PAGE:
Jeff Kent on “Survivor” recap: “This game sucks”

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OK, so my weekly recap of Jeff Kent on “Survivor” is a day late since … well, there was this thing called the World Series on television last night. However, because I’m such a devoted blogger and at least three people like reading these recaps instead of actually having to watch the show I recorded it on DVR and watched it today …

– During the reward challenge Kent got into a brief disagreement with a player on the other tribe named Artis in which he laughed and said: “All right, relax.” I immediately imagined Kent saying that to Barry Bonds approximately 1,000 times per season in the Giants’ clubhouse.

– As part of the reward challenge Kent’s tribe receives letters from home and Kent gets choked up while reading his, saying: “I’ve got a pretty big family at home. Having your wife and kids write to you, after suffering through rain and no food and getting banged up, that’s pretty neat.”

– This week’s immunity challenge involves launching balls into the air and players having to fight over catching them with nets attached to sticks. Kent dominates the game early, making three straight catches to put his tribe within one point of winning, but then has the ball knocked out of his net on a potential game-winning catch. With the score tied Kent switches positions in order to match up with the other tribe’s top player, Malcolm, and then falls down tracking the ball as Malcolm catches it to win.

– Afterward Kent throws tribe-mate Carter under the bus (or truck, for you Kent-related jokesters), saying he was “out-muscled and out-maneuvered by Malcolm.” Apparently no one watched how the final point played out, because Kent doesn’t get called on it.

– Kent starts talking to Carter about who to vote out and says: “Katie is worthless. She can’t do anything in the challenges, she’s only gonna set us back.” However, he also thinks getting rid of Jonathan could be smart since he’s strong. “I think we need to pull a Penner punch,” Kent says, referring to Jonathan’s last name and making up a phrase that doesn’t mean anything even on a remote island situation created by a reality television show.

– Kent tells Carter that “we just gotta make sure Jonathan doesn’t know it’s coming, so he doesn’t use the idol” to protect himself from getting voted out. They all act toward Jonathan as if they’re only debating getting rid of the two women in the tribe.

– Kent has a monologue to the camera: “I’ve come into this game knowing I’m gonna have to lie, knowing I’m gonna have to jeopardize my integrity and character. I’m still weighing my options. All of them have to do with furthering myself in this game.”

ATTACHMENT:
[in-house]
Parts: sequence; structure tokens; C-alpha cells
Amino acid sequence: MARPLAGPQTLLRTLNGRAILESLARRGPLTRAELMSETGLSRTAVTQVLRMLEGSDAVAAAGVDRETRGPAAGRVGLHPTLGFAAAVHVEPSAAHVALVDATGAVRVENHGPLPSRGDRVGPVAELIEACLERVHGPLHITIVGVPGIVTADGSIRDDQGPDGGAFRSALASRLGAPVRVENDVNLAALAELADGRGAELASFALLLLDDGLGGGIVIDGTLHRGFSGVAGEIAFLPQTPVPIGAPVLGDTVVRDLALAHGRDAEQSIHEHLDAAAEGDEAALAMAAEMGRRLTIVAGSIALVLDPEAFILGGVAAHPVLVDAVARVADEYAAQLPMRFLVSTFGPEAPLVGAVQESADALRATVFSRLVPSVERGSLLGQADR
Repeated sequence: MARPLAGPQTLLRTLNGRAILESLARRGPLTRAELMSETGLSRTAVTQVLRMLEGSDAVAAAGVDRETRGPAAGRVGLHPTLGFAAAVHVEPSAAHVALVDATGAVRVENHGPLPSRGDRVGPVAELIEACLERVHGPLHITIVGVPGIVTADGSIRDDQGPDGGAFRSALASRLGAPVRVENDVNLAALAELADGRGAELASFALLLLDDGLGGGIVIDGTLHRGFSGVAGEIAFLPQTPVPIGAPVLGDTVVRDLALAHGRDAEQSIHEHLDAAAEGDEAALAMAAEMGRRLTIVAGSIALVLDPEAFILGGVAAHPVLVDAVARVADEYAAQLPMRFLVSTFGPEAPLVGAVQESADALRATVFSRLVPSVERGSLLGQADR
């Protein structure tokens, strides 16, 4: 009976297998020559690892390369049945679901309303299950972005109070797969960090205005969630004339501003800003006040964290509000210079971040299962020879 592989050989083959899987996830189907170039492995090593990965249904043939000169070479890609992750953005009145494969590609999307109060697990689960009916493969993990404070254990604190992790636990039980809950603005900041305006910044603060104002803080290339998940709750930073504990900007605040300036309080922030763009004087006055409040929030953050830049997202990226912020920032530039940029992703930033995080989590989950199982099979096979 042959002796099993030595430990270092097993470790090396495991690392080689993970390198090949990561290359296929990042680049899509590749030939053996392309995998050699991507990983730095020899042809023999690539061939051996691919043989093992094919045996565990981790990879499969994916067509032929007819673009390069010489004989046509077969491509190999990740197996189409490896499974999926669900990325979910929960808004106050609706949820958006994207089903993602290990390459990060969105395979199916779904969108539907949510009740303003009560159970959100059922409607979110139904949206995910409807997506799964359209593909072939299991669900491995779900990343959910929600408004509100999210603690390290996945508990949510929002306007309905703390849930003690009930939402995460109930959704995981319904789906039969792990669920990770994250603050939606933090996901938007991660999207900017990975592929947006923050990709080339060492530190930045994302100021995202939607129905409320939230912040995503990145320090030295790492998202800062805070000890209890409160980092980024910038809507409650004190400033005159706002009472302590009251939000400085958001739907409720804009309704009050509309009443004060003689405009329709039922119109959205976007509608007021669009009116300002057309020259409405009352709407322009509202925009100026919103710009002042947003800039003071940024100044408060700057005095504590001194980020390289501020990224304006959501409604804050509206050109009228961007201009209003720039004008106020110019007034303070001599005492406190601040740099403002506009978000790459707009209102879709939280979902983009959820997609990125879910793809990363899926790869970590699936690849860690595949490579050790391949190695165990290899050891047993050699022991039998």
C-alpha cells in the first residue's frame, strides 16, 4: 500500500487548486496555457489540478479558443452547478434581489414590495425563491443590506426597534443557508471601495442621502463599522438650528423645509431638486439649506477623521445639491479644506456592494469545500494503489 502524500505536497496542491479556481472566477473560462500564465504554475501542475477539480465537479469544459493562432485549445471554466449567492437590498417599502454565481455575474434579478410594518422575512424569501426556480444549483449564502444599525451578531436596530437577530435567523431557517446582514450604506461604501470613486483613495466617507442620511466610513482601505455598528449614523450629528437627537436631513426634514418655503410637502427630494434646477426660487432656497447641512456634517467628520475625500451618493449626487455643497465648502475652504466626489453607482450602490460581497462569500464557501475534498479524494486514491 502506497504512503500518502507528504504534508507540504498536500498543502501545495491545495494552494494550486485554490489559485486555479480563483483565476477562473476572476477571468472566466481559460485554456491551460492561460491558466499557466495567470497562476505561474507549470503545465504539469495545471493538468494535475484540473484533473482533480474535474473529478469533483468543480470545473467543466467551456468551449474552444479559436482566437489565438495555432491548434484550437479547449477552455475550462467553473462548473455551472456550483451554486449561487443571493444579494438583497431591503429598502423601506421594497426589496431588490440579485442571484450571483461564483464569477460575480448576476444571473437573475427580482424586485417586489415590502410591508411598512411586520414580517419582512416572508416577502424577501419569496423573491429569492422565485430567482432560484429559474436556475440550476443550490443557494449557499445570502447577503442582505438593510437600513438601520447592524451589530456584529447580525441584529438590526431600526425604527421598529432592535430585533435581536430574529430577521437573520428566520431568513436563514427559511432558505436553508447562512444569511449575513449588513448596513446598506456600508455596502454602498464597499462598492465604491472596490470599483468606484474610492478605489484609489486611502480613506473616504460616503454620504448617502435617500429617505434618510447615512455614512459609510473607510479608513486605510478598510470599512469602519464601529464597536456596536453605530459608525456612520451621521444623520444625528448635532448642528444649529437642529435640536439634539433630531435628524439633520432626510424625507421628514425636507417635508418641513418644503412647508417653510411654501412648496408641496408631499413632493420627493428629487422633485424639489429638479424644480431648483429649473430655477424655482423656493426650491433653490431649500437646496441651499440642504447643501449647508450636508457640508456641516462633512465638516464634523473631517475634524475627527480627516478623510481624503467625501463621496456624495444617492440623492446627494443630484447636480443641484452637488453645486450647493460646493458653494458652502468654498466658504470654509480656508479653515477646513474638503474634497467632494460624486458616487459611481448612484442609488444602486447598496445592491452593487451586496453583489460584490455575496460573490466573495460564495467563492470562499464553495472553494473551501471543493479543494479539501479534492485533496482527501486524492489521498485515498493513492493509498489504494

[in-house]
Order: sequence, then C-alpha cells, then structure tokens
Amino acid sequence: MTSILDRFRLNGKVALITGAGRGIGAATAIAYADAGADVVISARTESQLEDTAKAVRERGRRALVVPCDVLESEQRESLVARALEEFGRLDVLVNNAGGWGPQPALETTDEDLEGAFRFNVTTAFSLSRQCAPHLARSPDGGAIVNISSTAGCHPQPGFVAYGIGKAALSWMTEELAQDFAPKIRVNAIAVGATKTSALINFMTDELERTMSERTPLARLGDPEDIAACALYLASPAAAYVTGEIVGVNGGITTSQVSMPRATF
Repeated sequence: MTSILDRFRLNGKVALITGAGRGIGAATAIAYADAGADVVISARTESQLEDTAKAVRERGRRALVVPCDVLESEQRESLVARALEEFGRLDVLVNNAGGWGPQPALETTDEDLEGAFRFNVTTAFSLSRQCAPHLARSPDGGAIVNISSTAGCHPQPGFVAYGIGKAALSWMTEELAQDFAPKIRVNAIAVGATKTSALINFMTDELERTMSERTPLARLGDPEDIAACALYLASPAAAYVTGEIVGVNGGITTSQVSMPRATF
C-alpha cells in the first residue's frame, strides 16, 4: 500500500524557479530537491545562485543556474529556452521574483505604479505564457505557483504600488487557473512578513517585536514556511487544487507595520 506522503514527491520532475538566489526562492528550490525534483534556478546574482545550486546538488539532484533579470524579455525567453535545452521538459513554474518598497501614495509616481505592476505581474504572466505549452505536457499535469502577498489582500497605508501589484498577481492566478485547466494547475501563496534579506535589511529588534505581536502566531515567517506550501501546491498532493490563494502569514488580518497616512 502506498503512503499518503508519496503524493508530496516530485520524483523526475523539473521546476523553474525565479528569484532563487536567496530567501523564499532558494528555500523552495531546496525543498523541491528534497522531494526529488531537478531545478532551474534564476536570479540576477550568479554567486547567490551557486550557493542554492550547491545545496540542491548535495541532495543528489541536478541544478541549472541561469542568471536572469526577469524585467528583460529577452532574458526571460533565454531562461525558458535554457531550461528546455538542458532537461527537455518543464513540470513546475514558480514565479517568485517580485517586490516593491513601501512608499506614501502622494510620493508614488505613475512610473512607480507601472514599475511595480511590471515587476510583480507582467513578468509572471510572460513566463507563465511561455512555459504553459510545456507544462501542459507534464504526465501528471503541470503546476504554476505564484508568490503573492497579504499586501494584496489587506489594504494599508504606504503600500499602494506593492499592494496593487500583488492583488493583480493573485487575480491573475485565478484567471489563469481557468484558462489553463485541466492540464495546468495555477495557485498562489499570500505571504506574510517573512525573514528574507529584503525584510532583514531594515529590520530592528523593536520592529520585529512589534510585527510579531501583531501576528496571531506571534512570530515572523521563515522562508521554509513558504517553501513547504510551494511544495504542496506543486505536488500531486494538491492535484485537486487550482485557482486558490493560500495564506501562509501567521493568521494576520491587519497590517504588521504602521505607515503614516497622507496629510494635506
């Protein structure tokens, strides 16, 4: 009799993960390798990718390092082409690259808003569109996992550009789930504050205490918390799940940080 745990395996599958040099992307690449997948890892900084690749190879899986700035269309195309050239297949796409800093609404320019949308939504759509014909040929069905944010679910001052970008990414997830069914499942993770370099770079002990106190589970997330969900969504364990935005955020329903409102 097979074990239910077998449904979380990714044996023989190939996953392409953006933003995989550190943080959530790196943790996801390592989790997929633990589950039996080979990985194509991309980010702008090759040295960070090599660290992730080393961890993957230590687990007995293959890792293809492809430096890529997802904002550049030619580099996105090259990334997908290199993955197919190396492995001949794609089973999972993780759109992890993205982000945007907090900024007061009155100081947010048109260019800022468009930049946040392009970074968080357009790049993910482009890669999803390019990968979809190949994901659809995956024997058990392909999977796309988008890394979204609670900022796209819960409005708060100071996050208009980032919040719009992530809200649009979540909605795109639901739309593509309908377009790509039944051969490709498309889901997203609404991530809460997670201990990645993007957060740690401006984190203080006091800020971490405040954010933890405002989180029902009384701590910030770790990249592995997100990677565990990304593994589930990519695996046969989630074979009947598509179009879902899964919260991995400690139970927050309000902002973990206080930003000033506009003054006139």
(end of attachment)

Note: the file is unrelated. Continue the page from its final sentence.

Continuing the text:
– Kent then makes what has become a weekly forced baseball reference, saying: “You don’t know whether you’re gonna strike out or hit a home run, but you go up to the plate to swing the bat.” Or, you know, draw a walk, which Kent did 801 times in his career.

– During tribal council host Jeff Probst asks Kent if he’s ever played any kind of game with this type of strategy before, to which Kent replies: “This game sucks, Jeff.” (Side note: Imagine if you were watching it, instead of actually playing it!)

– Jonathan declines to play his hidden immunity idol, but Katie gets voted out anyway.

Jim Crane thought the heat over sign-stealing would blow over by spring training

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The Astros’ sign-stealing story broke in November, a steady drumbeat of coverage of it lasted through December and into January, when Rob Manfred’s report came out about it. The report was damning and, in its wake, Houston’s manager and general manger were both suspended and then fired.

After that a steady stream of media reports came out which not only made the whole affair seem even worse than Manfred’s report suggested, but which also suggested that, on some level, Major League Baseball had bungled it all and it was even worse than it had first seemed.

Rather than Manfred and the Astros putting this all behind them, the story grew. As it grew, both the Red Sox and Mets fired their managers and, in a few isolated media appearances, Astros’ players seemed ill-prepared for questions on it all. Once spring training began the Astros made even worse public appearances and, for the past week and change, each day has given us a new player or three angrily speaking out about how mad they are at the Astros and how poorly they’ve handled all of this.

Why have they handled it so poorly? As always, look to poor leadership:

Guess not.

In other news, Crane was — and I am not making this up — recently named the Houston Sports Executive of the Year. An award he has totally, totally earned, right?